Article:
Specific Aim 1. To test the hypothesis that metformin will ameliorate oxidant stress in pulmonary arterial hypertension

    Secondary Endpoints: lung cellular proliferation as measured by FDG avidity, change in the markers of insulin resistance and sensitivity, BMPR2 expression in peripheral blood mononuclear cells, and change in glucose and lipid metabolites.

    Specific Aim 2. To test the hypothesis that metformin will decrease myocardial lipid content, increase oxidative metabolism and decrease glucose uptake.

    Secondary Endpoints: change in RVEF, RV mass index, insulin resistance and sensitivity indices, glucose and lipid metabolites, and six-minute walk distance (6MWD)



Biospecimen Retention:   Samples With DNA

We plan to collect the following samples on all subjects:

DNA, RNA, white cells, plasma, serum, urine

We plan to collect the following samples on selected subjects:

Skin biopsy


Estimated Enrollment: 2120
Study Start Date: September 2012
Estimated Study Completion Date: September 2017
Estimated Primary Completion Date: December 2016 (Final data collection date for primary outcome measure)
Groups/Cohorts
PAH patients
Patients diagnosed with WHO Group 1 PAH
Healthy subjects
Subjects who have been evaluated for heart and lung disease and found to be healthy

Detailed Description:

Project 1: This project will work to understand why women are affected by pulmonary arterial hypertension (PAH) so much more often than men. This observation is true in heritable, idiopathic and associated forms of PAH. While males and females have some similar hormone levels, certain hormones exist at higher levels in each gender. For example, estrogen levels are much higher in females, and thus seemed the most sensible place to start looking for differences that may be affecting disease. In a small, early study of our heritable patients, we found differences in how patients break down estrogens as compared to healthy control subjects. Now, we want to confirm that what we found is true in a much larger group of patients that includes idiopathic and associated forms of PAH. We will also look to see if testosterone and other androgenic hormones are somehow protective for males. If the observation holds true in the larger group of patients, then we may try to "fix" the hormone imbalance in a mouse model of PAH with a drug therapy, and see if it helps improve the mouse pulmonary hypertension without bad side effects to the animals. If the animal drug studies work, then we may be able to try this drug in patients to see if it will work as a human treatment.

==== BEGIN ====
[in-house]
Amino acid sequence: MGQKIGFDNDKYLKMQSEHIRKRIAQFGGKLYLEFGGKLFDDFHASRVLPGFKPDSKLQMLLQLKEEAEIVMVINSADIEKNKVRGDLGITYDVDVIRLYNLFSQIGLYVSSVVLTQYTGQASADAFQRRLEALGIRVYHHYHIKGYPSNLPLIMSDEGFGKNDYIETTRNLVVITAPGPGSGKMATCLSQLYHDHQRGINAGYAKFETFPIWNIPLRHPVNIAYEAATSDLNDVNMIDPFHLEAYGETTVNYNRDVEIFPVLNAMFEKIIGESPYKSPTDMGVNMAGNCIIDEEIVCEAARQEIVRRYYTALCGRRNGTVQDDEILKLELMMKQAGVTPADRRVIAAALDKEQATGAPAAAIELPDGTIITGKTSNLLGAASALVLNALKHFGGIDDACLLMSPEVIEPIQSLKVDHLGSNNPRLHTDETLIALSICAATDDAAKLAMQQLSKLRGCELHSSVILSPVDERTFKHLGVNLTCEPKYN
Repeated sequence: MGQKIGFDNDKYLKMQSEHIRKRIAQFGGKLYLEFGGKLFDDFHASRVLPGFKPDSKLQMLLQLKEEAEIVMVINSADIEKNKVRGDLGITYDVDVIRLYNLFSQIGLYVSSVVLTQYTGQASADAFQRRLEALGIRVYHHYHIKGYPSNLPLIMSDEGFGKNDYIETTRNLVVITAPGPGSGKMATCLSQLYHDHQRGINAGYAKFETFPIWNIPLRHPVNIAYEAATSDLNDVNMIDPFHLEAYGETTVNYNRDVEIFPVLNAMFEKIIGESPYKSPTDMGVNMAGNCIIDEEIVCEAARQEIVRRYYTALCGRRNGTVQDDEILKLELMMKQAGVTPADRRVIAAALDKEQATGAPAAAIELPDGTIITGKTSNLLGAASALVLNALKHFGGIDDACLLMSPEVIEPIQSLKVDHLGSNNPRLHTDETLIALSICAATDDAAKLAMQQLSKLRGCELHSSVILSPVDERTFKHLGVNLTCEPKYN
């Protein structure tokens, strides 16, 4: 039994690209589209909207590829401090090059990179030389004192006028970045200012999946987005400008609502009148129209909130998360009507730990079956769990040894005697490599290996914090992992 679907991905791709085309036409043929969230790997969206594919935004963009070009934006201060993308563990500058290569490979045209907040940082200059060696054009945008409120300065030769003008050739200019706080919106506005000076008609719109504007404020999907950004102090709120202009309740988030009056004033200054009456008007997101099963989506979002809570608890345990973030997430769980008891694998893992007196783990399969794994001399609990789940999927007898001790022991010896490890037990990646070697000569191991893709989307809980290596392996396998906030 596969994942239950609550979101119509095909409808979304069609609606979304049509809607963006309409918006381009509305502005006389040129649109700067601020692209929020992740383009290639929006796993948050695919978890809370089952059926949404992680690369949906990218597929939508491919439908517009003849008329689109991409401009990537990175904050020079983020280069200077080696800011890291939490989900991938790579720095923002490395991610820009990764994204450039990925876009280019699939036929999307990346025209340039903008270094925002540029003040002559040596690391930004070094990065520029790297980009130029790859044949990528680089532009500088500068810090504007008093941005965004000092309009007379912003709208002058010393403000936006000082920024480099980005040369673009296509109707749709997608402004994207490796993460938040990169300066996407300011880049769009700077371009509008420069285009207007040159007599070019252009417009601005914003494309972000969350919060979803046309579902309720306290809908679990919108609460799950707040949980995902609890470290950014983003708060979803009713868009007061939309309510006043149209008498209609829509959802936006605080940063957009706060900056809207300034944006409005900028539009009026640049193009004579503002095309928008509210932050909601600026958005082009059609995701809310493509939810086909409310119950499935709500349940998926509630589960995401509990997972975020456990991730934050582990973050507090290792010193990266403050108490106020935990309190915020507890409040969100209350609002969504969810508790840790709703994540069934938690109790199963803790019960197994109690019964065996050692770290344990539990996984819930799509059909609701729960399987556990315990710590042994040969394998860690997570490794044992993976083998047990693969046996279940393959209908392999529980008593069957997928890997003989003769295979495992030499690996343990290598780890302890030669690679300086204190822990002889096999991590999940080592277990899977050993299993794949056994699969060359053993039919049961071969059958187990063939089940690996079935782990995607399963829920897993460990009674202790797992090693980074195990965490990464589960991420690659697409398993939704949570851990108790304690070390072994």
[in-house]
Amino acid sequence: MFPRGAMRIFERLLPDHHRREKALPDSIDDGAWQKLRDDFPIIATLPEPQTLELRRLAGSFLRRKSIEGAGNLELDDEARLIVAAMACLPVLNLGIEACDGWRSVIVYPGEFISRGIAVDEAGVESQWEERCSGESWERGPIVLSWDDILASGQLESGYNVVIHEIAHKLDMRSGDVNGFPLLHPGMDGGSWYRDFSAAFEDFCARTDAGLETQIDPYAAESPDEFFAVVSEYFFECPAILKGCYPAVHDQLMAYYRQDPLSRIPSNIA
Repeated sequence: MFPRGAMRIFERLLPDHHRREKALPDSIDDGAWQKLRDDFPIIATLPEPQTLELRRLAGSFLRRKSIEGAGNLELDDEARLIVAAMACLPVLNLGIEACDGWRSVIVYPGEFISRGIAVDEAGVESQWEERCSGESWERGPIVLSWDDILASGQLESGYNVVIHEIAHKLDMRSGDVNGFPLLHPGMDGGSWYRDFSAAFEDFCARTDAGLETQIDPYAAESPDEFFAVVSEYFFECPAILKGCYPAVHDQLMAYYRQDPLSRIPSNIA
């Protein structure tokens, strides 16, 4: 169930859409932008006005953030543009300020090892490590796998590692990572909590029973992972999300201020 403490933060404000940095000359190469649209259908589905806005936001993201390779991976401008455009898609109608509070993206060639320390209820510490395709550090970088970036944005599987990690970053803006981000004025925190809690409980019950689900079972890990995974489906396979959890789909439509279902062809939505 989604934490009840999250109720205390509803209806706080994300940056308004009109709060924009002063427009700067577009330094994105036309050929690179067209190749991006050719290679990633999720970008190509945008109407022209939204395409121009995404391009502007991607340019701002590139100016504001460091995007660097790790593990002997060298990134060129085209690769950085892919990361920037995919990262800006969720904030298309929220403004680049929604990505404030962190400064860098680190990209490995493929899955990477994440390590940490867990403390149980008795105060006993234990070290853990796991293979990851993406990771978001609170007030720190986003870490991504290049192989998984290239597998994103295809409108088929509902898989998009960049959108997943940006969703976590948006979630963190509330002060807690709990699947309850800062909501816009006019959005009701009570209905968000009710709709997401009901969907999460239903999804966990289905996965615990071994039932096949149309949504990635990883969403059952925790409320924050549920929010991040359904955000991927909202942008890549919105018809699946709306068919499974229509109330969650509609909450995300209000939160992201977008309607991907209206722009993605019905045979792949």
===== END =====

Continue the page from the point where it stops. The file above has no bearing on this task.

Project 2: Despite major advances in understanding PAH in recent decades, safe, effective and tolerable therapies remain elusive. The metabolic syndrome (central obesity, insulin resistance, high blood pressure and hyperlipidemia—fats in the blood) has been implicated in PAH. Treating the downstream consequences of insulin resistance in the pulmonary vasculature is a new approach to effective intervention against this highly mortal disease. This project will study the role of insulin resistance in pulmonary arterial hypertension and determine if therapies to treat insulin resistance will improve pulmonary arterial hypertension.